Not all Andrew Clements novels are created equal, and that’s a fact. I mean, don’t get me wrong. This is true of most children’s authors. But sometimes I feel that with Clements, he’s always readable. Even if you feel that one book of his is better than another, that doesn’t mean that kids aren’t going to read them all equally like mad. I maintain the paperback fiction portion of the children’s room in which I work, so I’ve seen firsthand the levels of sheer maniacal energy that go into keeping that area stocked. Turn around for two seconds and FOOM! There go all your copies of Frindle, The Landry News, and Lunch Money. And while I’ve always kind of enjoyed Clements, none of his books really struck me as something I would have liked to have read when I was a kid. Then I picked up “No Talking”. Oh brother, oh sister, oh me, oh my. This. Book. Is. Great. Yes, it has a little bit of learning. A teensy bit of a moral stuffed in there. But to me, this is Clements at the top of his game. Tapping into the essential rivalries that exist between boys and girls, this book is just pure fun and that’s a fact. A must read for Clements fans and an enjoyable jaunt for the rest of us.
Let me tell you a little something about the fifth-graders of Laketon Elementary. The teachers there call them The Unshushables for a reason. These kids are the loudest group to cross the threshold of Laketon in years. They also happen to be a bit immature in the whole boys and girls area of things. Where other kids might be growing up at this stage and toning down the gender rivalries, this group is led by two leaders. You’ve Dave on the boys’ side and Lynsey on the girls. But when a dare breaks out between the two as to whether or not the boys or the girls can keep from talking the most over the course of two days, neither side is prepared for the consequences. With rules firmly in place, the kids begin their contest only to find that it has inadvertently raised the ire of their normally competent principal. Now the kids will join together to face a common enemy in the quietest manner possible.
The moral of the story would make it pretty ideal for bookgroups discussions. The principal’s opinion on everything is summed up nicely in Chapter 15. “These children need to learn to be quiet when it’s right to be quiet, and they need to talk and participate at the right times too.” This isn’t a rigid stance until the kids stop talking en masse (something I’m sure educators countrywide would love to encourage) and of their own volition. Suddenly, the idea of silence as a weapon comes to mind. The principal trying to make kids talk becomes the kid-friendly equivalent of the old villainous statement, “We have way of MAKING you talk.” So when authority figures tell you that you have to talk and be silent only when they say so, isn’t that an untenable situation? It’s worthy of further thought.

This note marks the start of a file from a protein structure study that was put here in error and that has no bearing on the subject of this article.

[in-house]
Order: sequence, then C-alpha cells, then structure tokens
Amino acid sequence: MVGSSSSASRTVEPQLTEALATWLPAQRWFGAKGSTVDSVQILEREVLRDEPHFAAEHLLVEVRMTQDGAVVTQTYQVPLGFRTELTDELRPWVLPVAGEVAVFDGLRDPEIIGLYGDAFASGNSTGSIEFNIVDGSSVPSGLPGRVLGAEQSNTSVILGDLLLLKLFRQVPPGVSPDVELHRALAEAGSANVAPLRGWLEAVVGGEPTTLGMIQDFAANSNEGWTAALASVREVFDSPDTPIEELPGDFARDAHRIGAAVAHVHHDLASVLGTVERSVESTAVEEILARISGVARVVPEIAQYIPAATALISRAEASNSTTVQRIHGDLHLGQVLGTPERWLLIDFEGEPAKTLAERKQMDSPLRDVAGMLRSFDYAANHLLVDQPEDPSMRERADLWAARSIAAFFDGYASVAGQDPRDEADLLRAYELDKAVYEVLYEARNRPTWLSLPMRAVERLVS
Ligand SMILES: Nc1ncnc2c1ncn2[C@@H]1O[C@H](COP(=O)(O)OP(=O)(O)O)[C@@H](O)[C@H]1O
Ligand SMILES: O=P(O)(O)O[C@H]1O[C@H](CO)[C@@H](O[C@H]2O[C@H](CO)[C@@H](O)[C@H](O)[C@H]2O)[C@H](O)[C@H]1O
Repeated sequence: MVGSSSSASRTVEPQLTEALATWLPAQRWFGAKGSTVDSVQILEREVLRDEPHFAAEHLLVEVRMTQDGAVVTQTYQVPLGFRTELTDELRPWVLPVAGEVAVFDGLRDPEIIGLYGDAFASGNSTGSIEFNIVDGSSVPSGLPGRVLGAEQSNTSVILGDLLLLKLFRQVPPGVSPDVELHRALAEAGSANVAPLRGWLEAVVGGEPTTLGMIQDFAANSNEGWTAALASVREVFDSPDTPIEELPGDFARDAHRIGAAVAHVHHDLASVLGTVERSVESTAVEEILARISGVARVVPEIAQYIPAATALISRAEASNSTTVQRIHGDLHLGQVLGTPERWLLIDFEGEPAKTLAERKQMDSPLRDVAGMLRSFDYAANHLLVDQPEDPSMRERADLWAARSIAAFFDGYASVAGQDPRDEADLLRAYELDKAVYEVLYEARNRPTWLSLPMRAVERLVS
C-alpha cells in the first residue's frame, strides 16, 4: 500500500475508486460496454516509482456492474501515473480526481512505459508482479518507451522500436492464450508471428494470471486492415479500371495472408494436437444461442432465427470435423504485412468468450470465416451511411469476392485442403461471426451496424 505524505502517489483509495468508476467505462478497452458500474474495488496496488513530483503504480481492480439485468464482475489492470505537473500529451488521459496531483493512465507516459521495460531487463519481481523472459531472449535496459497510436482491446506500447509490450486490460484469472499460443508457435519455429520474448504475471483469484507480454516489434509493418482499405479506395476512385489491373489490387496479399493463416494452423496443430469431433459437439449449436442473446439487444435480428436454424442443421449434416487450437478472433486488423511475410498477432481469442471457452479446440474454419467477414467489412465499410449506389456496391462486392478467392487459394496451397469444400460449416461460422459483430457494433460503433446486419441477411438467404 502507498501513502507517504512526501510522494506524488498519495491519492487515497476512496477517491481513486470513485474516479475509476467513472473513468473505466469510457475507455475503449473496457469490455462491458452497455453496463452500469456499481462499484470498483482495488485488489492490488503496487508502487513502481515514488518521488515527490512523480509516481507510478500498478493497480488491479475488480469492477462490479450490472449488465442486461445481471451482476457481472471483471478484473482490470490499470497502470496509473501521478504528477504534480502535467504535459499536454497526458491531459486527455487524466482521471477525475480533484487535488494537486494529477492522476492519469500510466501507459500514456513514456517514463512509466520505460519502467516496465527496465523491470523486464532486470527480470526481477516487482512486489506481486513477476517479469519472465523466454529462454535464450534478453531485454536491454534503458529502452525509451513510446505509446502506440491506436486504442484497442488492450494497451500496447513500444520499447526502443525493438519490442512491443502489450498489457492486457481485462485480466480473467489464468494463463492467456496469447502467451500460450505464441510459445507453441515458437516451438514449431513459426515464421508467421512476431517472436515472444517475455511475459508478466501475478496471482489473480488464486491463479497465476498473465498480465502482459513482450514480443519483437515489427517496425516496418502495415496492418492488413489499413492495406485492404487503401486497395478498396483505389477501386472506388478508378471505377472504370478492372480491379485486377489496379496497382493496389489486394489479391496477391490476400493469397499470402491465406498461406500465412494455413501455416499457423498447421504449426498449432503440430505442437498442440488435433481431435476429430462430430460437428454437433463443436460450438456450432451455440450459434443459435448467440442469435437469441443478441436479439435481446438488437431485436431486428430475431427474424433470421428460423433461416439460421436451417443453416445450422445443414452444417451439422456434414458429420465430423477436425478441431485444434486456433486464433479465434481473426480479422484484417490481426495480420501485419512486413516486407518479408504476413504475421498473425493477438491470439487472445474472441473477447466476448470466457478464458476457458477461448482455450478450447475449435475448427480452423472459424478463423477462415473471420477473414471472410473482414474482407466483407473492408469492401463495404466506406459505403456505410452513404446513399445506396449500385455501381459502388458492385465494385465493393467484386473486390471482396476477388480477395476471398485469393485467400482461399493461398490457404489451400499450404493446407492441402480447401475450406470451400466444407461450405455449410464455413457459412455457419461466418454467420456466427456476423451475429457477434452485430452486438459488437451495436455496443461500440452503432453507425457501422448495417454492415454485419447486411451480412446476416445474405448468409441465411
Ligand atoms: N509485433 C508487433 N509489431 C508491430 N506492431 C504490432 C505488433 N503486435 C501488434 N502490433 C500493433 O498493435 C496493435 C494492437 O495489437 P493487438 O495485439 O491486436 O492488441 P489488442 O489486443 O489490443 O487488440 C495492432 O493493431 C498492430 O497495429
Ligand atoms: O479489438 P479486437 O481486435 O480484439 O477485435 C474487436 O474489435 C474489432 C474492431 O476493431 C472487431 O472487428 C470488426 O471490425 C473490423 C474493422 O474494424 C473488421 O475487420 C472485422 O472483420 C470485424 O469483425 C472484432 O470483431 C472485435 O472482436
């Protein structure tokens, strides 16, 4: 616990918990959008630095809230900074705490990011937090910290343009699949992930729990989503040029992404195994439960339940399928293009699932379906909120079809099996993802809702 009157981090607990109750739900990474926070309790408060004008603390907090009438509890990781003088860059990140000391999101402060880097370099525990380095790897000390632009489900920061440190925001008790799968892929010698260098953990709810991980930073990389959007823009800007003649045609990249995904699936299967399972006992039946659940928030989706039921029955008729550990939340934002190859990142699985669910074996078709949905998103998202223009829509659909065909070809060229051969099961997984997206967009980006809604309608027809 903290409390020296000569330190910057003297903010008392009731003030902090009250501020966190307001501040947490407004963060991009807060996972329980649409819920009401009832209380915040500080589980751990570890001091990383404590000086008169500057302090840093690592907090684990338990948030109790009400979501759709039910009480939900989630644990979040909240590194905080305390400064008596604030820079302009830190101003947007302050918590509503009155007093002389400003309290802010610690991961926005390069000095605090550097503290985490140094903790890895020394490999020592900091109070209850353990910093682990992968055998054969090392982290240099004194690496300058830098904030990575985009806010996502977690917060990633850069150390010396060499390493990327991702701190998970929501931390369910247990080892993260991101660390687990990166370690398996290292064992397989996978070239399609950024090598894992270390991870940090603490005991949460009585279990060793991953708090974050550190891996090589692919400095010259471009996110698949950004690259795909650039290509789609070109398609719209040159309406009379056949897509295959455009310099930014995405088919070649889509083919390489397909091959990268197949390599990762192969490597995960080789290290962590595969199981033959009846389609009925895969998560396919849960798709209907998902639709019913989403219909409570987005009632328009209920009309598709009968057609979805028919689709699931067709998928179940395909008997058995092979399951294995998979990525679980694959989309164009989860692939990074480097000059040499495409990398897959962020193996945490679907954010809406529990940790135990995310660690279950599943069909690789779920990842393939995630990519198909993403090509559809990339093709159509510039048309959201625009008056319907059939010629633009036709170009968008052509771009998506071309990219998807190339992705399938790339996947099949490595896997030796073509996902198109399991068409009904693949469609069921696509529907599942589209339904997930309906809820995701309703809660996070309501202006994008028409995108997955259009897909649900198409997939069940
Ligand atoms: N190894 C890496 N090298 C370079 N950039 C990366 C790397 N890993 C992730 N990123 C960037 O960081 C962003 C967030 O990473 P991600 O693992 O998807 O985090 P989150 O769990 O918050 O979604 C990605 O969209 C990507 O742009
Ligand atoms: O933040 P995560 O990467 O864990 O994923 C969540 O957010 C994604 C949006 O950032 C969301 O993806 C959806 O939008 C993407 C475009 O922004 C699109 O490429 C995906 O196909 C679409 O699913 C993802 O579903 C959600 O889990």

I’ve maintained for years that the best children’s authors are the ones who can finesse different forms of writing seamlessly into a fictional narrative for the young. Clements is a perfect example of this. First of all, his writing is… I hesitate to use the word “pure” but it’s just so straightforward. Accessible, amusing, and without ever feeling forced or unnatural. Then, on top of that, “No Talking” utilizes flashbacks, at the beginning of the story, beautifully. And as with Frindle or some of Clements’ other works, “No Talking” boils down to kids versus adults. That’s a popular topic right there. Then it adds in the boys versus girls element, which never goes out of style. Finally, it tops the whole shebang off with a contest with a set series of rules and regulations. The kids may speak in class when called upon to do so, but they can only speak three words at a time. They cannot speak at home and will use the honor system to keep track of their own foibles. Then Clements works in all the situations in which a person really needs to speak, and the book just gets more and more fun.
I was intrigued by the illustrations provided by a Mr. Mark Elliott. To my mind, illustrators of children’s novels never get enough credit. Mr. Elliott’s name, by rights, should appear on the front of this book. That’s just not how things are done, but I wish publishers would reconsider. And Elliott in particular has a kind of classic feel to him. You go through his images and you’re reminded of Paul O. Zelinsky’s work on books like Dear Mr. Henshaw. The pictures here are done in graphite with clear outlines and gentle shading inside. I’m a fan of realism as it is, and this book shows that Elliott is an artist worth keeping an eye on.
You know, there are some children’s books I read where writing their review requires hours, literally hours, of hair pulling and groans on my part. Where every sentence I plunk down feels forced. And then there are books like “No Talking” that are just a joy to speak (ha ha) about. I think it’s safe to say that this is my favorite Andrew Clements novel, case closed. Also, with its boys vs. girls mentality, this book would pair beautifully with this year’s other great kid-friendly (and fellow favorite) read, The Lemonade War. Consider these two to be the sheer-fire crowd pleasers you absolutely must stock on your library shelves.
On sale now.
Notes on the Cover: It’s interesting to me that even as Simon & Schuster has started to change their paperback covers of books like Frindle from the Selznick image to a new one, newer Clements books like “No Talking” are looking mighty similar to Clements’ earlier Selznickian works. This one plays up the fact that there are both boys and girls in this book, a fact that is probably partly responsible for the author’s meteoric rise to success. Get both genders involved and suddenly you’re marketing potential doubles. The colors are nice. The image good. The title prominent. I can find no flaw with this cover.
First Lines: “Dave Packer was in the middle of his fourth hour of not talking.”